Sunday, 28 September 2014

The Mothership Who Reviews: Night Terrors by Tom J Toaduff

Who Review: Night Terrors

Series 6 Episode 9.
Written by Mark Gatiss
Reviewed by Tom J Toaduff

Possibly one of the creepiest episodes of Who, next to Blink and the more recent episode Listen. So, let’s delve into the story of this episode.

The Doctor travels to a small apartment block to make a house call after his psychic paper receives a message from a young boy named George, an 8 year old who is terrified of...well, everything. So, after the Doctor, Amy and Rory arrive at the council estate, they go separate ways to try and find George quicker. After finally finding the right flat, the Doctor, taking the guise of a social worker, meets Alex, George’s father, while Claire, his mother, is on Night Shift at work. The Doctor soon learns that little George has been scared all his life, but handles it by “metaphorically” putting the fears into his wardrobe.

Meanwhile, Amy and Rory, fall unconscious in a lift, but soon wake up in a strange house, which looks like it was from the 18th Century. They soon discover that the props are wooden, the pans, cutlery, everything, as if they were in a doll house. They see some of the council estate residents in the house, but they are shortly turned into human size creepy Peg Dolls. Amy and Rory witness another transformation and try to hide behind a door, but Amy is taken and transformed into a Peg Doll, joining the hunt for Rory.

Back in the flat, the Doctor opens the wardrobe, to find its contents are just toys and clothes. The Doctor tells Alex that in the pictures leading up to George’s birth, Claire wasn’t pregnant,  which in turn caused Alex to remember the fact that Claire was unable to have children, and thus, how could she have a child? Plot Twist? Well, luckily, the Doctor is here to explain it all.
 The Doctor asserts that George is a Tenza child, an empathic alien who took on the form of Alex and Claire's desired child through a perception filter and has the ability to literally lock away his fears within the wardrobe. George panics from this revelation and sends the Doctor and into the dollhouse. As the dolls descend on the three, the Doctor calls out to George and tells him to face his fears; George is finally able to open the wardrobe and appears in the dollhouse, but right in the middle of all the dolls. After the dolls turn and ascend on George, The Doctor realises that George is frightened that Alex and Claire plan to send him away, though he had misinterpreted a conversation they had earlier that night between Alex and Claire.  Alex rushes through the dolls to embrace George as his son, and tells him he will never let him go. This seems to free George, and everyone appears back where they belonged, Amy and Rory in the lift, and The Doctor, Alex and George in the flat, all happy and safe. Claire returns to find George happy and not scared. The Doctor meets back up with Amy and Rory, and they all set off for their next adventure.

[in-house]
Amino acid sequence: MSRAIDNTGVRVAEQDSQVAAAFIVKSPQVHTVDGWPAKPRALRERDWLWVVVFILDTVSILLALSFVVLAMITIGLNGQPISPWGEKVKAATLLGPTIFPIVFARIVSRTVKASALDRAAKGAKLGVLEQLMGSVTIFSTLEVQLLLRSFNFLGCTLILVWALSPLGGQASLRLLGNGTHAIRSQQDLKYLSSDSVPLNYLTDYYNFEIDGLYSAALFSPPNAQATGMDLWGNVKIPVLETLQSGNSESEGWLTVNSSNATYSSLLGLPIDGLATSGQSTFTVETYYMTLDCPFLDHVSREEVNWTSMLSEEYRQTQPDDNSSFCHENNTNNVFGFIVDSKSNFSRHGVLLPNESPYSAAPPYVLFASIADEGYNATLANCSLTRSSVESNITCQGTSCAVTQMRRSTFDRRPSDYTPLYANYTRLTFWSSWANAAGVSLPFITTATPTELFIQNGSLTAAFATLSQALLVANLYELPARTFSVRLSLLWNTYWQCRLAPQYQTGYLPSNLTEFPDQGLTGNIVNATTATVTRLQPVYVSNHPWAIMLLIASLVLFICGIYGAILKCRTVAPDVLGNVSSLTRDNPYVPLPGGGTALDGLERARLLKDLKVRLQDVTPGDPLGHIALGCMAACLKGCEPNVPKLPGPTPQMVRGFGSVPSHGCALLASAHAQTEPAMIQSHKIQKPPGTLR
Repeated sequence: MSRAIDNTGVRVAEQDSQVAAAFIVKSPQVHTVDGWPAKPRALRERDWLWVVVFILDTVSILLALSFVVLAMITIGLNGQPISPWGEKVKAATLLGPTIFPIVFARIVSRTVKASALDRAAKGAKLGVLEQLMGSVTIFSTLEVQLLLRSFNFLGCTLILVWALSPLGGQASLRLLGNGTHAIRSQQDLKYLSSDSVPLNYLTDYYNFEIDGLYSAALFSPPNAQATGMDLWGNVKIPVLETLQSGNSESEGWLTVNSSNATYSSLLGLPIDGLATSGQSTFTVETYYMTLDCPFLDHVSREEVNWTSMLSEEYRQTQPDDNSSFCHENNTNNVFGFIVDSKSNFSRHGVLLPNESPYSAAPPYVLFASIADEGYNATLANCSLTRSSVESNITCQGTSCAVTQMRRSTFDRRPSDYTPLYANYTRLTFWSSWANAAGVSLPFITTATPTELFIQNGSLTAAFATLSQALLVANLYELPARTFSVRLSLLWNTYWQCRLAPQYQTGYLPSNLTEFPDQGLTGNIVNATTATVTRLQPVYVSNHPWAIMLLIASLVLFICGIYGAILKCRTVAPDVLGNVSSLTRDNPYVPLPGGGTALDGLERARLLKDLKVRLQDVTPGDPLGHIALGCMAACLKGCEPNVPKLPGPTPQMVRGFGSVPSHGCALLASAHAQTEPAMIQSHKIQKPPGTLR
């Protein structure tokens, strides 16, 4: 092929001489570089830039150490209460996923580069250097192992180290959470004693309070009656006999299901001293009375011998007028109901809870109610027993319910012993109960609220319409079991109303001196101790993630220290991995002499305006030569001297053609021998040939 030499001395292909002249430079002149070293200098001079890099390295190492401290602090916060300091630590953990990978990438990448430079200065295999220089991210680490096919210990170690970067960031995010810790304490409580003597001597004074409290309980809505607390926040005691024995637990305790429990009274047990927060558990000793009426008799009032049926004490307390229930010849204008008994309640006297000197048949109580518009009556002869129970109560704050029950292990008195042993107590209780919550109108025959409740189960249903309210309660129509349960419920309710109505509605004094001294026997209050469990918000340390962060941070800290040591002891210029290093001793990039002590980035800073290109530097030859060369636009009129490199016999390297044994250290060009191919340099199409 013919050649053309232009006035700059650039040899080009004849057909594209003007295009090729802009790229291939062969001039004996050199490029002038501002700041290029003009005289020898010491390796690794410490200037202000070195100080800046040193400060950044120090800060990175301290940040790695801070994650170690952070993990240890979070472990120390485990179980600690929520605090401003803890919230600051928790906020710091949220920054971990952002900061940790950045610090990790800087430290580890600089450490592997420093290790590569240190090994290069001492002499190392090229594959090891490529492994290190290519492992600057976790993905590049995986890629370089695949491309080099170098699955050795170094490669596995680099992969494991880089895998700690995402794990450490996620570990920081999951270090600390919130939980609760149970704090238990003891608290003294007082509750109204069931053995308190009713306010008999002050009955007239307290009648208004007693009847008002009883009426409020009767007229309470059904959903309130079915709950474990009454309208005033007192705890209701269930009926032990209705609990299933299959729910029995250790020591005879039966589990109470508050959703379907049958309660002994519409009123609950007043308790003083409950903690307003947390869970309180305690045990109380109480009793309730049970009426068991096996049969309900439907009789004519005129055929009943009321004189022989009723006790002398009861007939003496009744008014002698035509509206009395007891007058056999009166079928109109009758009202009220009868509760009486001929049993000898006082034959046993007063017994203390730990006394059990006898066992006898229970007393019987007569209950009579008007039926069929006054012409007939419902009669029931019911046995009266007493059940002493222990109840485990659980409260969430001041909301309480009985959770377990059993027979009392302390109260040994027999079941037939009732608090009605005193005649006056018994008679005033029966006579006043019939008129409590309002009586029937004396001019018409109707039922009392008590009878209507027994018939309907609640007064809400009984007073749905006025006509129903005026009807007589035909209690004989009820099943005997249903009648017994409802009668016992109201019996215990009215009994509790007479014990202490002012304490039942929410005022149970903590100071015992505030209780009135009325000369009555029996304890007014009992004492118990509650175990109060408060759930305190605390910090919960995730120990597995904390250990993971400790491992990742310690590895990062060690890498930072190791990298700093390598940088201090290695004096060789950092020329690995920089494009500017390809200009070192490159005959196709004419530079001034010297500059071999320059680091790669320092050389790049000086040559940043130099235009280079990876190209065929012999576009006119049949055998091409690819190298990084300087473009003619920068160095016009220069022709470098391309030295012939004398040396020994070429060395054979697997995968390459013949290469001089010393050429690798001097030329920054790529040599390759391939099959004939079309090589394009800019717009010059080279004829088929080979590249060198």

The writing in this episode is great, and the tension of the fact that Amy and Rory could become dolls at any point, and they have no idea what that means. If they were turned, could they turn back? Or were they dead forever? Another great thing about this, is that it’s more of a companion episode, where Amy and Rory can take the spotlight. The Doctor isn’t in danger until the last 10 minutes of the episode where he is sent into the dollhouse. The Doctor’s adventure in this episode was finding out what scared little George, and why. I also have to praise the actor who played George, and did it wonderfully, and he makes me wish that he could return for a future episode. The last bit of conversation between the Doctor and Alex hinted at the fact he could return, maybe during George’s teenage years, maybe to see how he’s doing.

There are a few problems with this episode; the fact it adds nothing to the plot of the series, and it was just a standalone episode (though this is a great example of showing how great a standalone episode should be), and the fact that this episode was meant to be Episode 4 instead of Episode 9 of the series, but was delayed as it felt “too dark” this early in the series. That is fine, but the hinting towards the death of the Doctor at the end of the episode felt tacked on and just didn’t feel right. The episode had no foreshadowing to the death of the Doctor and it just felt...out of place, and finally, though I praised the actor who played George, I wish he was in the episode a bit more. The episode had three focuses: The Doctor and Alex, trying to find out what is up with George, Amy and Rory in the Doll House and George being scared, and having a few lines. Those few lines in the episode were great, and whenever he interacted with any other character, you could feel the terror going through him. But if there was a bit less Alex and Doctor, and a bit more George, that would have made the episode even better.

A great episode written by the ever great Mark Gatiss, who has written for Doctor Who before, and co-wrote the brilliant BBC One series Sherlock.

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